On Giving the Gift of Cord-Cutting This Holiday Season

It’s the season of giving, but what about giving the gift of simplicity this holiday season?

AT&T’s Press Invitation to media for their November 28th unveiling of DirecTV Now. Image source: TechnoBuffalo.
Author’s Note: I originally published this piece as a commentary on Odyssey, which can be found here. This version contains minor edits and corrections from the original article. Happy reading!

Disclosure: I am currently a Hulu, Netflix, and SlingTV subscriber. Prior to March 2016, I was an AT&T U-Verse TV Subscriber.

Ah, Black Friday Thursday. The day we pretend pilgrims once sat down with natives, giving thanks for bounties and then, we literally get down with each other, while giving thanks for bounties. The day in which Americans opt to sit outside of retail stores in lieu of the dinner table, just to get that “killer deal” that was literally there a month ago. It’s grand tradition in the ‘States before we go back to arguing about football and politics. What a time to be alive!

I have never been a fan of Black Friday shopping. In fact, I write this as I sit in front of my fireplace awaiting Amazon’s Cyber Monday deals. The notion of humans waiting out in the cold for a 1080p backlit TV, which was this exact same price 30 days ago (and will be 30 days from now) is insane. The best part about doing your shopping online is that you don’t even have to leave the bed, or stop what you’re doing to shop. With the power of the Internet, it’s now easier than ever to do your Black Friday shopping online, by either having the item shipped to your house, or waiting until Friday evening to stop at (a now empty) retailer to retrieve your item.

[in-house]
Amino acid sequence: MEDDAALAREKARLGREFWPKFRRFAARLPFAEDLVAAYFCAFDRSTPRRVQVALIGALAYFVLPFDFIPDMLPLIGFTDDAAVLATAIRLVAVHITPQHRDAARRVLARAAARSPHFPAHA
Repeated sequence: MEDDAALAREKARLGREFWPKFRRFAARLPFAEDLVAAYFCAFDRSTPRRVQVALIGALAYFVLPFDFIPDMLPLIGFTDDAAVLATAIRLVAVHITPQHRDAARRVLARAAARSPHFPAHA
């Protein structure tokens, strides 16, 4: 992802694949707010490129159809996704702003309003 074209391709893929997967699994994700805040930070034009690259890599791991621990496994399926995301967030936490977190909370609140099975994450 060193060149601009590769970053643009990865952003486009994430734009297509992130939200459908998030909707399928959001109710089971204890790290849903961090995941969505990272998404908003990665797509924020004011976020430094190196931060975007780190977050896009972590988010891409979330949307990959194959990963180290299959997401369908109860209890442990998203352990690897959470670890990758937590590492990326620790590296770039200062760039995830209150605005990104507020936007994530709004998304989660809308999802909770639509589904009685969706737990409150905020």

So maybe you’re still wondering what to get the people in your life for Christmas. What cool gadgets would really “wow” them away. Spoiler alert: It’s the iPhone 7… and you’ll be lucky to get it by Christmas (cry me a river, Apple). But maybe they don’t need another phone or tablet in their life rather, a way of a simplifying the technology in their life that’ll save them a few bucks by the end of January. Yes, I speak of your parents. Those age-old cable subscribers, who fall victim to unknown price hikes and useless over-the-top surcharges. Maybe its’ time you give them the gift of Cord Cutting.

Okay, so I don’t mean being mean and literally severing the cord, cutting all ties between them and AT&T (believe me, that the dream though). Mom still needs to watch FreeForm’s 25 Day’s of Christmas, your nephew wants Disney Channel, you want The Walking Dead. But you don’t want to live in the era of two-year contracts with the cable company, paying a ridiculous amount for those three channels. To thee, I say, join the Cord Cutting Revolution

Watching what you want, when you want, however you want

For the average Joe, cord cutting meant doing away with traditional cable subscriptions and cable boxes, and switching to services like Netflix, Hulu, or HBO GO. But now, the line between cable and cord-cutting services has just become a lot harder to see thanks to these cable companies joining in on the cord-cutting revolution.

It all started with a drum and a kangaroo